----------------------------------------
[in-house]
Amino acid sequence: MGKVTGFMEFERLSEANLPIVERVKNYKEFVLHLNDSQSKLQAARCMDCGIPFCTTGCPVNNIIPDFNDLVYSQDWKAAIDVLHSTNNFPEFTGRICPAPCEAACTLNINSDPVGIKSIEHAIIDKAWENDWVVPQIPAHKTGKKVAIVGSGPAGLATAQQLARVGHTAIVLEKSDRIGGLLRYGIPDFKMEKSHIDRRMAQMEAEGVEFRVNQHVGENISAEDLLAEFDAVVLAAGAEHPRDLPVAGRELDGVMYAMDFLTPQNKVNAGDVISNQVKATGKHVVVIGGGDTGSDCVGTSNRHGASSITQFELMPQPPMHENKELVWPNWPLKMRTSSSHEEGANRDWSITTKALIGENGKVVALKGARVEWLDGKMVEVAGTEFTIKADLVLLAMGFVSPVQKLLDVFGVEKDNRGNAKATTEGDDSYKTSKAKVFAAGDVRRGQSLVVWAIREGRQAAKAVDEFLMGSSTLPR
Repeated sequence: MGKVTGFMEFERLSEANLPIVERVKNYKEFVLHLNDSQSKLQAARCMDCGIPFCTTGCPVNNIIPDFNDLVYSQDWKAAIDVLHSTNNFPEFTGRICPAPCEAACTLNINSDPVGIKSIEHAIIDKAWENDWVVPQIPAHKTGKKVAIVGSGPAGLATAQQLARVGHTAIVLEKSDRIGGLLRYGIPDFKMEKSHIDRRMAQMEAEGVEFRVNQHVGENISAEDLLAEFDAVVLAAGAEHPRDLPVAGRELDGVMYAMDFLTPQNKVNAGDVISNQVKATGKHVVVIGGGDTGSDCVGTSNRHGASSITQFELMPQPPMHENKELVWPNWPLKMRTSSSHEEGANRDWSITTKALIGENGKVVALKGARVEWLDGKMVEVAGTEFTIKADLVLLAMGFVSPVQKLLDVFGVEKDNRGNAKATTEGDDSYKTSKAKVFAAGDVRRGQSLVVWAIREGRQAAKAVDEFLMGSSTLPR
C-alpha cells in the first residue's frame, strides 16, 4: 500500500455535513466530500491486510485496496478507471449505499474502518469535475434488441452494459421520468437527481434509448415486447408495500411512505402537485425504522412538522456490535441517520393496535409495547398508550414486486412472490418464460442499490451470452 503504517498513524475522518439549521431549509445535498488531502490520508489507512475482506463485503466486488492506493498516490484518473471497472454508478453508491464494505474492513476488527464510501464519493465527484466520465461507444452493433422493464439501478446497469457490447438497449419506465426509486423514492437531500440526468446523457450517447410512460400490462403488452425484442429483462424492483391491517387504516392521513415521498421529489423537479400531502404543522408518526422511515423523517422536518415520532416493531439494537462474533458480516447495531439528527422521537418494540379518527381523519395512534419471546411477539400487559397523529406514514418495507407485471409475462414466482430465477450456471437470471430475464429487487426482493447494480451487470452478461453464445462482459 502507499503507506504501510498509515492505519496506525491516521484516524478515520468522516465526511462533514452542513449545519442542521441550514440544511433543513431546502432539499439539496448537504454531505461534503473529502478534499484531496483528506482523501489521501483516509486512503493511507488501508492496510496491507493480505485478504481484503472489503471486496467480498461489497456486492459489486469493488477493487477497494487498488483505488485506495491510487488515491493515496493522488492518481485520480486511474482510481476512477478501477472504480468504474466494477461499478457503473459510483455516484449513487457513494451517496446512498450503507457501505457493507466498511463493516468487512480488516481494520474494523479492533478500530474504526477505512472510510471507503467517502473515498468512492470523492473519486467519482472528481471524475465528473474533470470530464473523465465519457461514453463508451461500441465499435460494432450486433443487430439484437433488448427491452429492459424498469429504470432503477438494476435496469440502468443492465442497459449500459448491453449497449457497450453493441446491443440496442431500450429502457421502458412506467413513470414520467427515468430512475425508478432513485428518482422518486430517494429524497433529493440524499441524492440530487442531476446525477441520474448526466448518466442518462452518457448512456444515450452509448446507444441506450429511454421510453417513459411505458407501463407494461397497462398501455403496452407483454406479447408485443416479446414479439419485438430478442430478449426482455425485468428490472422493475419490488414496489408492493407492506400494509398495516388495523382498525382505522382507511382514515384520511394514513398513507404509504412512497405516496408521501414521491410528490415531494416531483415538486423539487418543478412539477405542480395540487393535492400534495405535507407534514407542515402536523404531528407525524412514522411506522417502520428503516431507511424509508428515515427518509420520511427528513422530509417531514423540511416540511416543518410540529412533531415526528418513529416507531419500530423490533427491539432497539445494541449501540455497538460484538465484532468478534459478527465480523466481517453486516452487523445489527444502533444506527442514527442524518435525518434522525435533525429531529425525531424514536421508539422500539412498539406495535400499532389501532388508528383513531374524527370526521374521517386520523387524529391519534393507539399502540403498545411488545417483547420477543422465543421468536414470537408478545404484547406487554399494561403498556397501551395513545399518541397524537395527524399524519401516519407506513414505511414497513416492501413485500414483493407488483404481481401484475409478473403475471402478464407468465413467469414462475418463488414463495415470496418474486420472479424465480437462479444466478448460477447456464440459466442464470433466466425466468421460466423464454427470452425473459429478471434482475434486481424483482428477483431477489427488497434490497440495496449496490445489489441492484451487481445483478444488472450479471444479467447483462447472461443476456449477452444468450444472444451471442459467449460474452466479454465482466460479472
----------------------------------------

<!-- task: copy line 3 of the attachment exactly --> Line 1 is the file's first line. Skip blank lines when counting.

Repeated sequence: MGKVTGFMEFERLSEANLPIVERVKNYKEFVLHLNDSQSKLQAARCMDCGIPFCTTGCPVNNIIPDFNDLVYSQDWKAAIDVLHSTNNFPEFTGRICPAPCEAACTLNINSDPVGIKSIEHAIIDKAWENDWVVPQIPAHKTGKKVAIVGSGPAGLATAQQLARVGHTAIVLEKSDRIGGLLRYGIPDFKMEKSHIDRRMAQMEAEGVEFRVNQHVGENISAEDLLAEFDAVVLAAGAEHPRDLPVAGRELDGVMYAMDFLTPQNKVNAGDVISNQVKATGKHVVVIGGGDTGSDCVGTSNRHGASSITQFELMPQPPMHENKELVWPNWPLKMRTSSSHEEGANRDWSITTKALIGENGKVVALKGARVEWLDGKMVEVAGTEFTIKADLVLLAMGFVSPVQKLLDVFGVEKDNRGNAKATTEGDDSYKTSKAKVFAAGDVRRGQSLVVWAIREGRQAAKAVDEFLMGSSTLPR